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Vikings field hockey teams come out swinging

Passing, shooting and basic defensive skills were the main focus.

The team was brand new, and save for one or two players on the squad, none had ever as much as picked up a field hockey stick. Some had never even seen the game played.

Fast forward 12 months, and the Vikings are a dramatically different team. With a year of experience under them collectively, they have progressed to developing some of the more conceptual aspects of the sport, and perhaps even better than that, they’re winning.

After a debut season during which they won just one game, the Vikings started their 2006 campaign with a 3-1 record. As they entered the week of Sept. 18, they had beaten Morse High School, 9-0, toppled Clairemont, 7-0, and upended Canyon Crest, 7-0.

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Suddenly, it seems, coming out to practice and games is a lot more fun for the members of La Jolla’s team.

“That first win was a big surprise,” team leader Claire Mittermiller said. “We had all worked really hard in the offseason and leading up to the season, and it really paid off. Last year, we didn’t expect to win a lot of games because we were a brand-new team. We just tried to keep the scores low. When we did win (late in the season), it was really exciting.

The transformation from a band of rookies to a team capable of winning regularly wasn’t an easy one.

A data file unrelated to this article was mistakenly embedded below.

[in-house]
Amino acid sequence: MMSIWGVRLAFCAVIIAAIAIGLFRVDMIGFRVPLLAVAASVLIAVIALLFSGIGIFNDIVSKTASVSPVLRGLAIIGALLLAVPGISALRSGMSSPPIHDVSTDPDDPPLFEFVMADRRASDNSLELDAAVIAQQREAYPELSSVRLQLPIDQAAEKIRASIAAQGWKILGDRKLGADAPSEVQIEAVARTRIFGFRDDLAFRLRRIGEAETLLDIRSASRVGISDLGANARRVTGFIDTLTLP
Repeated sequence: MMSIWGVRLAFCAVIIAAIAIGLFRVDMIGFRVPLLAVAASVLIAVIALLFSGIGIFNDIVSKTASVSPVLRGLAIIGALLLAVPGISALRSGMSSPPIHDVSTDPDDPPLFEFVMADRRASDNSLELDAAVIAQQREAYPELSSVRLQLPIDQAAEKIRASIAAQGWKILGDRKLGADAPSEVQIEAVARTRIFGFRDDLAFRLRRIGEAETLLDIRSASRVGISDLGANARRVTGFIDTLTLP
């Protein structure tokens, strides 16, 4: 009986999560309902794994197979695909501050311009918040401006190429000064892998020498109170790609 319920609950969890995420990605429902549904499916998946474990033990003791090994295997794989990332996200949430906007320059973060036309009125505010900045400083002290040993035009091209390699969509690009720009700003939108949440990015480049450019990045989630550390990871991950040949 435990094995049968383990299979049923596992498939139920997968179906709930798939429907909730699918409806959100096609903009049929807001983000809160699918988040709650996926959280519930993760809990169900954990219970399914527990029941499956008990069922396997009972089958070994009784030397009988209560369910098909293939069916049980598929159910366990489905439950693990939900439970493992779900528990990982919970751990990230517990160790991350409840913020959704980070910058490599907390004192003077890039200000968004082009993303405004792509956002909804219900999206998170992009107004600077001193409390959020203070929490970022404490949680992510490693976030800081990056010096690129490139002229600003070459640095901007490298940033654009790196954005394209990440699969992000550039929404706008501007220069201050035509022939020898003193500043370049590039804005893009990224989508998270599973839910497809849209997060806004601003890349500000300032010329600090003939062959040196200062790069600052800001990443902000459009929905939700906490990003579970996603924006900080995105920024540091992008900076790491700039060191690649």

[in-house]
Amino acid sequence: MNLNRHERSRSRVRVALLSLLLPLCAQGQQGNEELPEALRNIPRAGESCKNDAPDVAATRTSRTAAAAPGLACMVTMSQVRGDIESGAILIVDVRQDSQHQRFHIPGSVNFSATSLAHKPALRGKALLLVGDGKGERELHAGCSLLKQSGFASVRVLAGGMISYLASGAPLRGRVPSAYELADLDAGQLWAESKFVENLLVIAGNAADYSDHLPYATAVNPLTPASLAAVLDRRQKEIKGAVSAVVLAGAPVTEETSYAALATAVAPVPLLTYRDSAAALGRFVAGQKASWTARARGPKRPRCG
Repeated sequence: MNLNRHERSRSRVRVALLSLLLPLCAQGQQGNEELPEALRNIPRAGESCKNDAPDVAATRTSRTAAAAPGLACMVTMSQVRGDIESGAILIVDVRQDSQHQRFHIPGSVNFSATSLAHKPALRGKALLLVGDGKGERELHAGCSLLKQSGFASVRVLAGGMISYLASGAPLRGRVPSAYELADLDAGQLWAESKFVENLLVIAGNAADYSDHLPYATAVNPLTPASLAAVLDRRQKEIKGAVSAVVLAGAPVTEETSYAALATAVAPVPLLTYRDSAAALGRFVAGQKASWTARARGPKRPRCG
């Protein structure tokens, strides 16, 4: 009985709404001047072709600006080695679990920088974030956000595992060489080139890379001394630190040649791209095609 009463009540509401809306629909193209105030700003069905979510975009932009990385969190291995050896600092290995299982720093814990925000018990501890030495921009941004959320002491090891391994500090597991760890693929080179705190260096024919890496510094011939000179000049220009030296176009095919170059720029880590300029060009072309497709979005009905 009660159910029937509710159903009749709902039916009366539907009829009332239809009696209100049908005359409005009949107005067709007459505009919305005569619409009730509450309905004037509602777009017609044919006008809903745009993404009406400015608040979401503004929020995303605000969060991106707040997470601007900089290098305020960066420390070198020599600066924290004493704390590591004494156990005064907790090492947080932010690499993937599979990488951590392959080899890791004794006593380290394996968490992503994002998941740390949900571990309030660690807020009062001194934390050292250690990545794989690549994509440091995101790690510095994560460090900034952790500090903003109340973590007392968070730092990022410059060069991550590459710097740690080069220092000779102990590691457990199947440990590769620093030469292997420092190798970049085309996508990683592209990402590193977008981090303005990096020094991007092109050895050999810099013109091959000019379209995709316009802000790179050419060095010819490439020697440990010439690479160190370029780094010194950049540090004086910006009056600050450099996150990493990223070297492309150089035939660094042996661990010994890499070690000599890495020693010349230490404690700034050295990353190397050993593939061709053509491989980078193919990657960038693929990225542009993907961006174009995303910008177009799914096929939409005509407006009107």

Vikings Coach Kristy Wolfmayer started behind the eight ball last year because she wasn’t hired until the second day of school. Without having the benefit of pre-season practice or any established players, she said she focused on the absolute basics and emphasized defensive competency over all else.

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It wasn’t until the season was over that she started implementing new elements into her players’ games. She worked on developing offensive skills, made sure they were proficient stick handlers, then worked on shooting drills, and, finally, putting in a small set of offensive plays to run.

“Executing a reverse drive is difficult when you can’t even do a regular drive,” Wolfmayer said. “We worked on a strong-side drive last year, and now some of the girls are up to their reverse-side drives and reverse sweeps. We’re doing more things on the left side, which is more difficult.”

Much of the transformation happened during the offseason on Sundays, when Wolfmayer held voluntary workouts for her players and those from other high schools.

“We had about 8-20 kids who would show up every week,” Wolfmayer said. “We’d just do simple drills. It was a fun environment. It wasn’t a learning environment. We worked on our skills. A lot of them worked on their basics a lot, and so far, it’s paid off. They’re doing a good job.”

Thirteen of the team’s 20 players are returners from last year’s squad.

Among the leaders is Mittermiller, the team’s top scorer, with eight goals through the season’s first four games. Sandra Harpster is second on the squad with six goals.

Lauren Steinmetz has been one of La Jolla’s most effective midfielders, helping smooth the transition from defensive play to offensive play. And perhaps the biggest force behind those three shutouts in the team’s first four games is defender Kaitlin Sharpe.

Wolfmayer set a personal goal at the start of the season to finish with no worse than a .500 record. After getting off to such a good start, she may have to amend that goal.

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"(Winning) definitely helps the girls’ spirits and helps them go on. Last year was difficult. It was a learning experience, but we worked a lot in the offseason. We’re a lot stronger now that we have some experience.”